27 January 2014

PLE ponderings.......

Ah yes..... the PLE. It makes me increasingly reluctant to contemplate a return to a conventional learning structure such as one inevitably finds in schools, with time neatly partitioned into units and little choice about the 'how, why and when', even if there is a certain amount regarding the 'what'.

Reflecting on my own PLE, I recognise that it has always been pretty learner-driven, which has sometimes brought it into conflict with expected outcomes. I have always felt myself to be at odds with any prescriptive approach to learning. As a result, I always responded much better to the open-ended task where the outcome was a product of my own exploration than the task which required me to quote the recognised experts and regurgitate the lecturer's notes.

My PLE is benefitting greatly from having my daughter at home for 6 weeks. She has been helpful in channeling my thoughts about my future career. Whereas I'd been rather lacking in direction, she encouraged me to do a bit of brainstorming to clarify things. For herself she has a sort of mantra of 'Hell, yeah!' or 'Not at all'. In other words, she's keen to eliminate things from her life that she's only half-hearted about. It then requires a lot of effort to create or build on the opportunities that will lead to her being thoroughly in her ELEMENT (Ken Robinson). So, I've been thinking a lot about what makes me feel in my element. It entails using my skills and talents to meet challenges and break new ground. It entails interacting with interesting people, people who are on a similar learning path, possibly, or at least people who believe that existing educational structures need radical overhauling. it also entails a sense of agency (which was sadly lacking last year).

I've identified that I find translation very satisfying (as long as its not drivers' licences and birth certificates) and that I would like to factor it into my future on a more official basis. I've begun by contacting the people I know who work in the area of translation. Out of this I've gleaned some very valuable information to inform the next steps. I had been thinking that maybe the AUT course for translators would be a good starting point but that it may be too elementary, in which case I would be paying fees and wasting time. The most helpful info from a friend in the game, has led me to NAATI, the Australian accreditation organisation for translators and interpreters, which has reputable qualifications. Instead of having to follow a course in order to get the qualification, it operates more like the DELF/DALF, except that you can sit it when it suits you. They have sample kits and books to guide you through the pitfalls of becoming a self-employed translator.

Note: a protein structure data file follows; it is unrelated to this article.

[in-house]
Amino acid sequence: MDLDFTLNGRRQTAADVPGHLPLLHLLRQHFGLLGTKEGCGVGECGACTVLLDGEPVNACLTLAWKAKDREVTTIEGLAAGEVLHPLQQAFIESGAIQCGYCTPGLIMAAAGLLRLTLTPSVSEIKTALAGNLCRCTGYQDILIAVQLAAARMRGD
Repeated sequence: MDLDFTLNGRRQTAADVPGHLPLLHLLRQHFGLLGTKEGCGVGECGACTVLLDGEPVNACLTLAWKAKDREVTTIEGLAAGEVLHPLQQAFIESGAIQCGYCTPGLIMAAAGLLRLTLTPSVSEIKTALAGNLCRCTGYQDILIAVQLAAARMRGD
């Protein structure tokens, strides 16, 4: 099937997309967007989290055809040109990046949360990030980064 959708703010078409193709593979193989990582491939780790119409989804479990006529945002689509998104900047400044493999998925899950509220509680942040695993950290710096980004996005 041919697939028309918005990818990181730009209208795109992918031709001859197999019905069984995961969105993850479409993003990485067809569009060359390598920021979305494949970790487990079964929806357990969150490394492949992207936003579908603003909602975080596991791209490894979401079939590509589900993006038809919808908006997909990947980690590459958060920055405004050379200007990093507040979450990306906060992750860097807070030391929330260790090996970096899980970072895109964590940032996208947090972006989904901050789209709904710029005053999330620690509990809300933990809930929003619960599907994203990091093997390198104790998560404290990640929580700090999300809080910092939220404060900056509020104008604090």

So, the plan of action is taking shape. I'll assess my level according to the sample material and aim to sit the test when I'm ready. I also intend to do the DALF C2 sometime this year, as I think that would add to my credibility.

What about getting oneself out there? Louise is on hand to get me up and running with a web-site, as she is currently doing this for herself. So, once I've got the domain name and Wordpress, I should be ready to roll (well, ready to start marketing my services). I might yet be seen on Twitter !!

You mention the challenge of making boundaries between personal and professional self. I have always found this difficult but it's not something I've ever really been concerned about, as, in the past, my professional interests have been so closely linked with my passions. I don't think it's helpful to have a union-minded approach to these things. I'm happy with periods of intense activity followed by periods of calm and reflection. At the moment I'm enjoying one of the latter. They're vital if you're to avoid just being swept along in the tide of someone else's decision making.

I keep hearing echos of the session on start-ups from U-Learn and thinking about the desirability of having a product rather than a service to offer, but I can't see how this can be avoided in the area of translation. I don't intend it to be a great source of income but more a means of keeping a valuable professional identity and having a continuous challenge to keep me intellectually on the ball. What if it fails? As it doesn't involve a large initial outlay, I'm not really worried about that.  On verra.......
^. .^

1 comment:

  1. Very happy that my PLE post prompted you to post! It is a year ago since we started our co-blog Ruth! And somehow it has naturally kept going, without either of us feeling "they had to"! And how many times have we gone back to the drawing board in 2013, for the small and bigger iterations? :-) I like how you too see the significant influences in your life as pillars of your PLE. I don't think any of my PLE would have the shape it has now if it had not been for the time I actually spent in the company of inspiring people. I am interested to see how your entrepreneurial approach will take you, mine is taking me so many fascinating places I have now got to sieve to identify the best direction for me in terms of what I offer and wish to do. It is definitely anchored in social learning and knowledge sharing and I want to explore more around massive collaboration and its rewards. I am interested to read you write "what if it fails"? Good if it fails, it will give you the opportunity to take another step. Let's have another great BTTDB year Ruth, I could not do it without you!


Let's go Back to the Drawing Board!